Dictionary

divert

verb di·vert \də-ˈvərt, dī-\

: to change the direction or use of (something)

: to take (attention) away from someone or something

: to take the attention of (someone) away from something or someone

Full Definition of DIVERT

intransitive verb
:  to turn aside :  deviate <studied law but diverted to diplomacy>
transitive verb
1
a :  to turn from one course or use to another :  deflect <divert traffic to a side street>
b :  distract <trying to divert her attention>
2
:  to give pleasure to especially by distracting the attention from what burdens or distresses
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Examples of DIVERT

  1. Police diverted traffic to a side street.
  2. The stream was diverted toward the farmland.
  3. They were charged with illegally diverting public funds for private use.
  4. He lied to divert attention from the real situation.
  5. They're only proposing the law to divert attention from important issues.

Origin of DIVERT

Middle English, from Middle French & Latin; Middle French divertir, from Latin divertere to turn in opposite directions, from dis- + vertere to turn — more at worth
First Known Use: 15th century

Synonym Discussion of DIVERT

amuse, divert, entertain mean to pass or cause to pass the time pleasantly. amuse suggests that one's attention is engaged lightly <amuse yourselves while I make dinner>. divert implies distracting attention from worry or routine occupation especially by something funny <a light comedy to divert the tired businessman>. entertain suggests supplying amusement by specially contrived methods <a magician entertaining children at a party>.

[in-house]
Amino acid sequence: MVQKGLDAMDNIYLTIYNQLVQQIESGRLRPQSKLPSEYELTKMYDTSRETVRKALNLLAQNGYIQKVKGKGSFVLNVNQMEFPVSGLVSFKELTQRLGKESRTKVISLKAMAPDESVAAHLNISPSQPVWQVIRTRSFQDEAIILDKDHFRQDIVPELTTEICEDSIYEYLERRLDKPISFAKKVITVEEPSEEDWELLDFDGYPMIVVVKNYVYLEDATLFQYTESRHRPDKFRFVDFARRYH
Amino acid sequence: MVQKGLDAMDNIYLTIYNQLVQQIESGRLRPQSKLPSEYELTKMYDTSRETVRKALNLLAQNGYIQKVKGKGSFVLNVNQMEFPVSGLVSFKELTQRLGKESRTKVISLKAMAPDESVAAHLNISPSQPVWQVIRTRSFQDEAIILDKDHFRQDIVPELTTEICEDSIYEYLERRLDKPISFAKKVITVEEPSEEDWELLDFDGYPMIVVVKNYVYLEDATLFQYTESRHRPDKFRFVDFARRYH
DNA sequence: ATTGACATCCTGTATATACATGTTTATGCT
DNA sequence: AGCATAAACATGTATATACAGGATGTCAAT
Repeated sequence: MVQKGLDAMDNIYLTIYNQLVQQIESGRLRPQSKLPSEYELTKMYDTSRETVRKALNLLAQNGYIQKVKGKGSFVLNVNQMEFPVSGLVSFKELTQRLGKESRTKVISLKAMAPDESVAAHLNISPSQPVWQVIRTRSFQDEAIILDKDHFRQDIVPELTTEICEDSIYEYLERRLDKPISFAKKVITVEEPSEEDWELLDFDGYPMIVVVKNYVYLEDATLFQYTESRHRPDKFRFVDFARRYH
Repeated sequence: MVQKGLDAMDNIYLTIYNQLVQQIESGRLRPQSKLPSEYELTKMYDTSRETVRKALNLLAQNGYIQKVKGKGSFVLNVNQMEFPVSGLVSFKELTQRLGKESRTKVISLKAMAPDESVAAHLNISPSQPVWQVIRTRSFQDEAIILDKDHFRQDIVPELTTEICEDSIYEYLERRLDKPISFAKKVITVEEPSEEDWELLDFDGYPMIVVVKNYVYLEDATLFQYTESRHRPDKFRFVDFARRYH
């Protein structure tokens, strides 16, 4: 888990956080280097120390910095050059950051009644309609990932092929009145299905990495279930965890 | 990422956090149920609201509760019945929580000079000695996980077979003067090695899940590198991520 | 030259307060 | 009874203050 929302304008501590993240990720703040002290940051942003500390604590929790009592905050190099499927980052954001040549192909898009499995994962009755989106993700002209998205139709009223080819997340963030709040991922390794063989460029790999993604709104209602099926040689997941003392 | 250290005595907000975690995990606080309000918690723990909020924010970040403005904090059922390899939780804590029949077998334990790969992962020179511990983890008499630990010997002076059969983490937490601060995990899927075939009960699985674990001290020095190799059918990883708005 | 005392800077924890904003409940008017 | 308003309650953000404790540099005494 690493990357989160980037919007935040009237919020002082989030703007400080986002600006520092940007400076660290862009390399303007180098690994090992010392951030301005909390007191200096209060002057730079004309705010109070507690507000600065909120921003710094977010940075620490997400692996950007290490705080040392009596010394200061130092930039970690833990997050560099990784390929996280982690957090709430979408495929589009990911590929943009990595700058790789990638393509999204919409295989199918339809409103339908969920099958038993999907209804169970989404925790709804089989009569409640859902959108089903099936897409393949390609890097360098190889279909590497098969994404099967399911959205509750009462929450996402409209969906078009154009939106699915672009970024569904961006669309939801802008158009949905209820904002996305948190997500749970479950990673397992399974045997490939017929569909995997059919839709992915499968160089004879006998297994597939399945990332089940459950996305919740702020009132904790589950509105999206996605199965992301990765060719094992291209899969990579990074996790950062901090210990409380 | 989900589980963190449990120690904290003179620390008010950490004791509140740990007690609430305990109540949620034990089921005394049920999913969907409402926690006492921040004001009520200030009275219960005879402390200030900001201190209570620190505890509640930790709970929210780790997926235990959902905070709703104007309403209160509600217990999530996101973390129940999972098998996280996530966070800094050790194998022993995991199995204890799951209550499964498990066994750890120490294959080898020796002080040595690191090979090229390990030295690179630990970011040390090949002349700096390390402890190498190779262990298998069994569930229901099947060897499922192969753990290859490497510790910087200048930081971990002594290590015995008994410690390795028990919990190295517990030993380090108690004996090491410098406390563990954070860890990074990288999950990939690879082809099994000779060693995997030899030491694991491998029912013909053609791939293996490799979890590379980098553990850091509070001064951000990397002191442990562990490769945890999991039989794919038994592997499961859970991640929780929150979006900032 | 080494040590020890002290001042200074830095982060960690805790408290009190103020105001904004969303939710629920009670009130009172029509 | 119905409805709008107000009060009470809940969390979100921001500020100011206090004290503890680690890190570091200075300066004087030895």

DIVERTED Defined for Kids

divert

verb di·vert \də-ˈvərt, dī-\
di·vert·eddi·vert·ing

Definition of DIVERT for Kids

1
:  to turn from one path or use to another <Police diverted traffic.>
2
:  to turn the attention away :  distract <Bagman opened his mouth to ask Harry something, but Percy diverted him. — J. K. Rowling, Goblet of Fire>
3
:  to give pleasure to :  amuse <Paint and paper diverted the children.>

Word Root of DIVERT

The Latin word vertere, meaning to turn or to change, and its form versus give us the roots vert and vers. Words from the Latin vertere have something to do with turning or changing. Anything versatile, or able to do or be used for many different things, can change its task easily. A vertebra is a bone in the spine that allows an animal to turn its head or body. To avert is to turn away. To divert is to turn aside onto a new path. To revert is to turn back to a former way of being.

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